What did the scientists discover?
Identifying the catalytically active site(s) in the oxygen reduction reaction (ORR) is critical to the development of fuel cells and other technologies. Researchers employed synchrotron-based X-ray absorption spectroscopy (XAS) at CHESS to investigate the synergistic interaction of bimetallic Co1.5Mn1.5O4/C catalysts – which exhibit impressive ORR activity in alkaline fuel cells – under real-time operando electrochemical conditions. Under steady state conditions, both Mn and Co valences decreased at lower potentials, indicating the conversion from Mn-(III,IV) and Co(III) to Mn(II,III) and Co(II), respectively. Changes in the Co and Mn valence states are simultaneous and exhibited periodic patterns that tracked the cyclic potential sweeps.
Why is this important?
As an emerging candidate for energy-conversion devices, alkaline fuel cells have drawn increasing attention enabling the use of nonprecious metal electrocatalysts, rather than the expensive Pt-based catalysts. Among these, 3d metal oxides have garnered increasing interest as ORR electrocatalysts due to their high activity, long durability and low cost. However, the limited understanding of the complicated electrocatalytic mechanism of ORR on these materials has hindered the progress. Researchers at CHESS investigated a highly active 3d bimetallic electrocatalyst Co–Mn oxide and, based on in situ XAS measurements, and propose that Co and Mn serve as synergistic sites to catalyze ORR.
What are the broader impacts of this work?
To the best of our knowledge, this represents the first study, using in situ XAS, to resolve the synergistic catalytic mechanism of a bimetallic oxide. Strategies developed by the research team provide a promising approach to unveil the reaction mechanism for other multimetallic electrocatalysts.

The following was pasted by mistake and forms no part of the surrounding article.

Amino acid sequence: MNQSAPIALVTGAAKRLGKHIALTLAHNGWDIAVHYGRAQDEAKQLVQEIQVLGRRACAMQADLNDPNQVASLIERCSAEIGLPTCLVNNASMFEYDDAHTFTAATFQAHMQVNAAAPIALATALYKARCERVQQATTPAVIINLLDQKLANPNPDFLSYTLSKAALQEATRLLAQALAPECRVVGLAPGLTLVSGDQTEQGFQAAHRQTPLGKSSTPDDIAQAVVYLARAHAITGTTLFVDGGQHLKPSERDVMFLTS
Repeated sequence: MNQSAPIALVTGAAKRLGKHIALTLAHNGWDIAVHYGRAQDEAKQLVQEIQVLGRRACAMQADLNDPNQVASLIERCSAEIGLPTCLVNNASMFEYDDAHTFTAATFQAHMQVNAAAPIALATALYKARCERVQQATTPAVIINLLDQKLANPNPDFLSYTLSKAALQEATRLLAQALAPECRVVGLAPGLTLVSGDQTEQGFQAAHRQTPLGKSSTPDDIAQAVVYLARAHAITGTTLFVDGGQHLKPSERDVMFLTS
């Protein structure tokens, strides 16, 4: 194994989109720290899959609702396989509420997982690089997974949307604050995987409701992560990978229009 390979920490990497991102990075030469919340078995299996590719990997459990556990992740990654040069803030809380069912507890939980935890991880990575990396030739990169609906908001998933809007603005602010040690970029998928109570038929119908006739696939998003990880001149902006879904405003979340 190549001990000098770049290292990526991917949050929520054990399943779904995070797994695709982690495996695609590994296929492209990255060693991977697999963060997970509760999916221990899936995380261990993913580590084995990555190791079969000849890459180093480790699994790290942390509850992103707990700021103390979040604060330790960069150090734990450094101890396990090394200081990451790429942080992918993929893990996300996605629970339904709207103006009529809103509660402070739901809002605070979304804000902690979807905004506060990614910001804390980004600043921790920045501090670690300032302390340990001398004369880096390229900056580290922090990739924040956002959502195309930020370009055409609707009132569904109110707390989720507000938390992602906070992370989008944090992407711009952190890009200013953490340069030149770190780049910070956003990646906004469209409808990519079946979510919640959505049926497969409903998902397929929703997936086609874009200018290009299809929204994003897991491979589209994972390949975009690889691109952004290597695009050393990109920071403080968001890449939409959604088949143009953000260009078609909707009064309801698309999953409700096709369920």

Why did this research need CHESS?
X-ray absorption near edge structure (XANES) was used to track the dynamic structural changes of Co and Mn under both steady state (constant applied potential) and nonsteady state (potentiodynamic cyclic voltammetry, CV). Rapid X-ray data acquisition, combined with a slow sweep rate in CV, enabled a 3 mV resolution in the applied potential, approaching a nonsteady (potentiodynamic) state. The PIPOXS beamline which is part of the Center for High Energy X ray Sciences (CHEXS) at CHESS will allow similar studies in the future.
How was the work funded?
This work is based upon research conducted at CHESS which was supported by NSF under award DMR-1332208 and at CCMR supported through the NSF MRSEC program (DMR-1719875). This work was also financially supported by DOE under award No. DE-SC0019445 and the National Natural Science Foundation of China (21872108, 91545205).